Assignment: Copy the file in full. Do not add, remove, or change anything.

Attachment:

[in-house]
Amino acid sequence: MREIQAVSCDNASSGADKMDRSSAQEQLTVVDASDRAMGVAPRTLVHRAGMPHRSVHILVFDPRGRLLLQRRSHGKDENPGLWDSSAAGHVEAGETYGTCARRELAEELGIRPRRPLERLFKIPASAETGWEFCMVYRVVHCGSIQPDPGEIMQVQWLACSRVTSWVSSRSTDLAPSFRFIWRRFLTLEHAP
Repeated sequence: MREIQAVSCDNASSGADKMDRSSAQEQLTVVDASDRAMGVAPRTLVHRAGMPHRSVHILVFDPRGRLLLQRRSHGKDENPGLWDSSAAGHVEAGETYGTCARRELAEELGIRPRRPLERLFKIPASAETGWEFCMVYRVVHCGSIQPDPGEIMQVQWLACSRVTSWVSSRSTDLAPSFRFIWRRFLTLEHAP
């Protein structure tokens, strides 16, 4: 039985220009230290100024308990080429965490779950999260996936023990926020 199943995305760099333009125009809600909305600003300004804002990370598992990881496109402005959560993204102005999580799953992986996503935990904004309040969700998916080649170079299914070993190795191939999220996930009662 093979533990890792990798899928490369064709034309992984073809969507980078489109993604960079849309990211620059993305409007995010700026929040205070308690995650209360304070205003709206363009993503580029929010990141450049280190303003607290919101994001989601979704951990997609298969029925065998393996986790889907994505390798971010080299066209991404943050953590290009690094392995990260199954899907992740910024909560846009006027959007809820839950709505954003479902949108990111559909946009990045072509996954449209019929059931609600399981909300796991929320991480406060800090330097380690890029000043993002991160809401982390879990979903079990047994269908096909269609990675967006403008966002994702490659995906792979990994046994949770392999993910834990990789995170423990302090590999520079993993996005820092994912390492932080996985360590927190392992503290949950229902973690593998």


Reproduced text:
[in-house]
Amino acid sequence: MREIQAVSCDNASSGADKMDRSSAQEQLTVVDASDRAMGVAPRTLVHRAGMPHRSVHILVFDPRGRLLLQRRSHGKDENPGLWDSSAAGHVEAGETYGTCARRELAEELGIRPRRPLERLFKIPASAETGWEFCMVYRVVHCGSIQPDPGEIMQVQWLACSRVTSWVSSRSTDLAPSFRFIWRRFLTLEHAP
Repeated sequence: MREIQAVSCDNASSGADKMDRSSAQEQLTVVDASDRAMGVAPRTLVHRAGMPHRSVHILVFDPRGRLLLQRRSHGKDENPGLWDSSAAGHVEAGETYGTCARRELAEELGIRPRRPLERLFKIPASAETGWEFCMVYRVVHCGSIQPDPGEIMQVQWLACSRVTSWVSSRSTDLAPSFRFIWRRFLTLEHAP
């Protein structure tokens, strides 16, 4: 039985220009230290100024308990080429965490779950999260996936023990926020 199943995305760099333009125009809600909305600003300004804002990370598992990881496109402005959560993204102005999580799953992986996503935990904004309040969700998916080649170079299914070993190795191939999220996930009662 093979533990890792990798899928490369064709034309992984073809969507980078489109993604960079849309990211620059993305409007995010700026929040205070308690995650209360304070205003709206363009993503580029929010990141450049280190303003607290919101994001989601979704951990997609298969029925065998393996986790889907994505390798971010080299066209991404943050953590290009690094392995990260199954899907992740910024909560846009006027959007809820839950709505954003479902949108990111559909946009990045072509996954449209019929059931609600399981909300796991929320991480406060800090330097380690890029000043993002991160809401982390879990979903079990047994269908096909269609990675967006403008966002994702490659995906792979990994046994949770392999993910834990990789995170423990302090590999520079993993996005820092994912390492932080996985360590927190392992503290949950229902973690593998």